MAUN – The Horticultural ban imposed by the Botswana government over a year ago took centre stage at the annual Hospitality and Tourism Association of Botswana (HATAB) conference held in Maun last week.
On one end, it was government ministers led by Fidelis Molao responsible for Agriculture and junior minister at Investment, Trade and Industry Beauty Manake. On the other it was the HATAB community led by board chairperson Joe Motse and Chief Executive Lilly Rakorong.
In 2021 government invoked the Control of Goods, Prices and Other Charges Act to impose restrictions on imports of some horticultural products including butternuts, cocktail tomatoes, tomatoes, onions, green mealies and chilies. Recently the government announced that it is expanding the list by adding cucumbers to the prohibited goods.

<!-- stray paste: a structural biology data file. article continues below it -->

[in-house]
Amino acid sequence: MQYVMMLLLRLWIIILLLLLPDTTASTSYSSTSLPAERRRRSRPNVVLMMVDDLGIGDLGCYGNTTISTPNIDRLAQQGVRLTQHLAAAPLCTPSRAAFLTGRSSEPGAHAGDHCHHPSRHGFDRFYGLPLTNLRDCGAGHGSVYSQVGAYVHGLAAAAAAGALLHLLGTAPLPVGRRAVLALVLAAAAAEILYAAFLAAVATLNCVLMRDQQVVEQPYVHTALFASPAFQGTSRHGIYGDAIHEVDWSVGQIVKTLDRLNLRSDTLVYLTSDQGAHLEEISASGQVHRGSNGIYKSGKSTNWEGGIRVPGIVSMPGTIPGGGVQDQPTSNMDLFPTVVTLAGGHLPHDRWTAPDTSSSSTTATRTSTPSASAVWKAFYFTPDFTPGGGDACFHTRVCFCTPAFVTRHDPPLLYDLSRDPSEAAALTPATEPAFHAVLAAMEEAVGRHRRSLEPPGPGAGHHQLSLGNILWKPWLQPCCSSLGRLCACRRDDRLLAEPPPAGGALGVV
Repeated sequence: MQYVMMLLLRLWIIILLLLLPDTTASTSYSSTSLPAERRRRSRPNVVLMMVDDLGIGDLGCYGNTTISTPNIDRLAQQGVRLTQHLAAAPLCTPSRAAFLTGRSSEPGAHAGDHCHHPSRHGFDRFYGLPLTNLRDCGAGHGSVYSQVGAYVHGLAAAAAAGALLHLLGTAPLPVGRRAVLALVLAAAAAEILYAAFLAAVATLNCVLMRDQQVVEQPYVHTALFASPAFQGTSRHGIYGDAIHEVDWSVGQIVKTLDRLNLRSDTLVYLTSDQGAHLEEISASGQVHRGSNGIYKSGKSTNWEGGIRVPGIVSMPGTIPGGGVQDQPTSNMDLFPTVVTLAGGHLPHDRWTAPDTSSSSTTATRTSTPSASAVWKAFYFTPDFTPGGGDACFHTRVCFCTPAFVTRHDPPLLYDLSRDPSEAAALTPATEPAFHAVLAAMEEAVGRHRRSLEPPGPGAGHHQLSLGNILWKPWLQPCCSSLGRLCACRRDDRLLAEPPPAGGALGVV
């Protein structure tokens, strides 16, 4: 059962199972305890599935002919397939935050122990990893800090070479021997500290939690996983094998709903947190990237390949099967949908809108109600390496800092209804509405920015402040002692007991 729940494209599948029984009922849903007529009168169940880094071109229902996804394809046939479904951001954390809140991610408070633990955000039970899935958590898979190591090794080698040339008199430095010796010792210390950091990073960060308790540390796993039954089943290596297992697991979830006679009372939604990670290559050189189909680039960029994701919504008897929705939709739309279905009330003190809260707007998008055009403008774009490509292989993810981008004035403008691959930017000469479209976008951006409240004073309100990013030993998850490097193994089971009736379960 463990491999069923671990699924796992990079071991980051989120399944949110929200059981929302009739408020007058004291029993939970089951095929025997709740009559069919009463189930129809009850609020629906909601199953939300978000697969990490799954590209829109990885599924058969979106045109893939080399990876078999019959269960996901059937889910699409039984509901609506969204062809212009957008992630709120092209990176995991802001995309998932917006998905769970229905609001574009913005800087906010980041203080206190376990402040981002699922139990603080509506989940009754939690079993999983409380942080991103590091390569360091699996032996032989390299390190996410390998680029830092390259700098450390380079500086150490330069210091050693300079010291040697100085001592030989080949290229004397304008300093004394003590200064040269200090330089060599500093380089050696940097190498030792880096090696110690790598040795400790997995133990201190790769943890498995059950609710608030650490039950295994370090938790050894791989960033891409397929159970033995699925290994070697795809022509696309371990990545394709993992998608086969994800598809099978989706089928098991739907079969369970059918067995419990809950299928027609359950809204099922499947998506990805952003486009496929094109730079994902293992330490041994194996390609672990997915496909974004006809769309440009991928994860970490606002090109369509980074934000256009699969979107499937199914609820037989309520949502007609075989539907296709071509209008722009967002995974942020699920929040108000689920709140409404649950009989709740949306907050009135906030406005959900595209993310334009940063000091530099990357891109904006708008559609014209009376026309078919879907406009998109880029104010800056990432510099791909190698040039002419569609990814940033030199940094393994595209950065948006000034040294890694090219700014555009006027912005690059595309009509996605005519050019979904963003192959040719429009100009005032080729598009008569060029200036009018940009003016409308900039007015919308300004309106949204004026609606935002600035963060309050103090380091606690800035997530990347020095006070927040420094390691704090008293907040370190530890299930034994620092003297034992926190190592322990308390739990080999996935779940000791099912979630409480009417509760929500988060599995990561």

On Friday, the HATAB community wanted Molao to explain if the government would not consider to immediately halting the ban on the horticultural products as it has proved to have a negative impact on the hospitality sub-sector.
In his response, Molao said that while the ban is to go on for the next eight or so months, “A review process of the ban will be triggered even before the elapse of the two year period that was set in 2021”.
Unhappy with the government’s response, HATAB members resolved to officially write government and request an immediate Regulatory Impact Assessment (RIA) of the impact of the ban. The resolution to request a RIA was part of the over eight resolutions which were taken at this year’s conference held under the theme, “Tourism: An engine that fosters sustainable growth”.
The Hospitality and Tourism Association of Botswana (HATAB) was formed in 1982 and over the past 41 years, the association has helped to improve and promote the tourism industry which is the second-largest contributor to the country’s economy. In addition, HATAB ensures that high standards are maintained throughout the industry.